Android 11 is here for a couple of months and more and more OEMs are slowly but steadily transitioning to it from Android 10. Chances are not all of them will implement Google’s approach to certain features, but what we definitely want to see is the way stock Android 11 handles notifications. Today, we decided to guide you on how to manage notifications on Android 11. Learn all you need to know below.
Notification changes on Android 11
Android 11 brought a lot of small but important changes to notifications. The first thing one notices when moving from Android 10 is Conversations. Now, all conversations (SMS and instant messages) are grouped at the top of the notification shade.
Under the Conversations section, you’ll see standard Notifications and, under that, Silent notifications. With the introduction of Silent notifications, users won’t be notified by a sound every time something unimportant pops up. This is, by far, the best and the most clutter-free notification experience in years.
By tapping and holding on a Conversation in the notification shade, you can set it to Priority or move it to the Silent section. Additionally, there are some interactions like suggestions to open links while previewing messages in the Notification shade.
Other important additions are Bubbles which bring Facebook Messenger-like chat heads to more messaging apps and better-organized Notification history.
What’s Notification history
Notification history was a thing even on older iterations of Android. However, it looks like it only now looks better, both aesthetically and practically. With it, you can access all closed and snoozed notifications and see details. That way, you can get back to any dismissed notification in the last 24 hours.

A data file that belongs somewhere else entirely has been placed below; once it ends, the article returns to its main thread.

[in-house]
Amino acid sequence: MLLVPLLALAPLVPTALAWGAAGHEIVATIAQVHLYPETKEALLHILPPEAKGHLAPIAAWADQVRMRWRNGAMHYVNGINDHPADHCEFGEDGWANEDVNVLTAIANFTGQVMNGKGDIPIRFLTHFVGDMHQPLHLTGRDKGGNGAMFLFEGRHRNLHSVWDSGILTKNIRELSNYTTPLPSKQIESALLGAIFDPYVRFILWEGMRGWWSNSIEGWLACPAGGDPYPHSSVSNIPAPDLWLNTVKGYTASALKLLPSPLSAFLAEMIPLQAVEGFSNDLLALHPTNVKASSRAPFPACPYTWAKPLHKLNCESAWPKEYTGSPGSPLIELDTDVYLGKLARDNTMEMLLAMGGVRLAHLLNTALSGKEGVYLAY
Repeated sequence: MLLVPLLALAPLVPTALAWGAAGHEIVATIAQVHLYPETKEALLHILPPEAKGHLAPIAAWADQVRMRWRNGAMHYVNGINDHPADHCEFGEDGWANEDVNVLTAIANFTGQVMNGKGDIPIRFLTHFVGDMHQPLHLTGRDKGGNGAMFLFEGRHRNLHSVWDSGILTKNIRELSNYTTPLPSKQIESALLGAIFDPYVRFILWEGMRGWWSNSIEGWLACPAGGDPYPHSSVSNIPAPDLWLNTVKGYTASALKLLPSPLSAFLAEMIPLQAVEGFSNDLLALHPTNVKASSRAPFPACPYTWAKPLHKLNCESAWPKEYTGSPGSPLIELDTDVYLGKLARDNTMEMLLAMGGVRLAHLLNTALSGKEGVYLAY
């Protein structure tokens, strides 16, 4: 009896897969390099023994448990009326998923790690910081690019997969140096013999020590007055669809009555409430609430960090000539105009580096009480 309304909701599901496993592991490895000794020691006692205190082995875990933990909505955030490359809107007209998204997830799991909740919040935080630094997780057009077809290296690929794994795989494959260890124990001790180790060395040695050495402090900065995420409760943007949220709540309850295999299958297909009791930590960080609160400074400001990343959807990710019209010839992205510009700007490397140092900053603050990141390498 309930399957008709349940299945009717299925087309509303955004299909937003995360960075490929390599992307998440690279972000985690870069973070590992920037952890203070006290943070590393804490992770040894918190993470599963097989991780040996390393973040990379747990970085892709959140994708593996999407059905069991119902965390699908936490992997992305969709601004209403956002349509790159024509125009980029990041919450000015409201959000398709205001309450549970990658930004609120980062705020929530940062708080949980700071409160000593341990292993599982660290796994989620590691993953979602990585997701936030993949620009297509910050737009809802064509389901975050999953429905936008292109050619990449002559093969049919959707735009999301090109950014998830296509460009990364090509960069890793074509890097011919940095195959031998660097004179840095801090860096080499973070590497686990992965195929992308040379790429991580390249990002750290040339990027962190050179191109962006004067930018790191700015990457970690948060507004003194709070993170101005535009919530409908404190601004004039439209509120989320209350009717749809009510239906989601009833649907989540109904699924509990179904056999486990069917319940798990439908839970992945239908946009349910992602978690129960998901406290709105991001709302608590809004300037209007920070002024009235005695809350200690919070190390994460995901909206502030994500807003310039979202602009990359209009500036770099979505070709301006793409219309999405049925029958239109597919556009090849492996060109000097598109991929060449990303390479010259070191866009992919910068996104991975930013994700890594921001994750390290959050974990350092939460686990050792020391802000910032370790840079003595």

On Pixel devices, you can even access it by tapping on the top left corner (clock) of the home screen. It can be really useful for quick access to recent notifications history. Alternatively, you can go to Settings > Apps & notifications and access the Notification history there.
Chat Bubbles and how to enable them
On Android 10, Facebook Messenger was the only messaging app that comes with Chat bubbles (chat heads). For those of you who are not familiar, we are referring to small overlays that float on the home screen and draw over other apps. That way, you can get back to the conversation and continue chatting for a glimpse.
Now, with Android 11, there’s an API that allows developers to include Chat bubbles in their instant messengers and bring Chat bubbles to more apps. At this moment, Bubbles is supported by Google Messages and Telegram, but we can expect more apps to join the party. Slack and Skype are on the way, based on some reports.
You can dismiss bubbles by drawing them to the bottom, switching between conversations, or opening recent conversations with ease (tap the Plus icon). It also combines all available apps so all chat bubbles will stick together.
If you are unsure how to enable chat heads (Chat Bubbles), here’s how to do it:
- Open Settings.
- Choose Apps & notifications.
- Open Notifications.
- Tap Bubbles.
- Enable the Allow apps to show bubbles option.
- Alternatively, you can open All apps and the app, say, Telegram.
- Then, open Notifications and then Bubbles.
- There you can select all conversations or just select conversations to bubble.
Tweak individual notifications for each app
To manage notifications on Android 11 is, more or less, the same as on Android 10. But, the mere introduction of separate sections, like Conversations, Notifications, and Silent notifications, allows for better notification management.
You won’t get the cluttered wall of notifications as they will group under one tile until you expand them. If you tap and hold on a notification in the Conversations section, you can either set them as Priority (this will keep them at the top) or tap Silent.
You can also switch to Bubbles by selecting the icon at the bottom, mute notifications, set a reminder for later, or reply without opening the message, which is quite handy.
Genuinely great job by Google and we can only hope many OEMs use this as a base in their Android 11 development.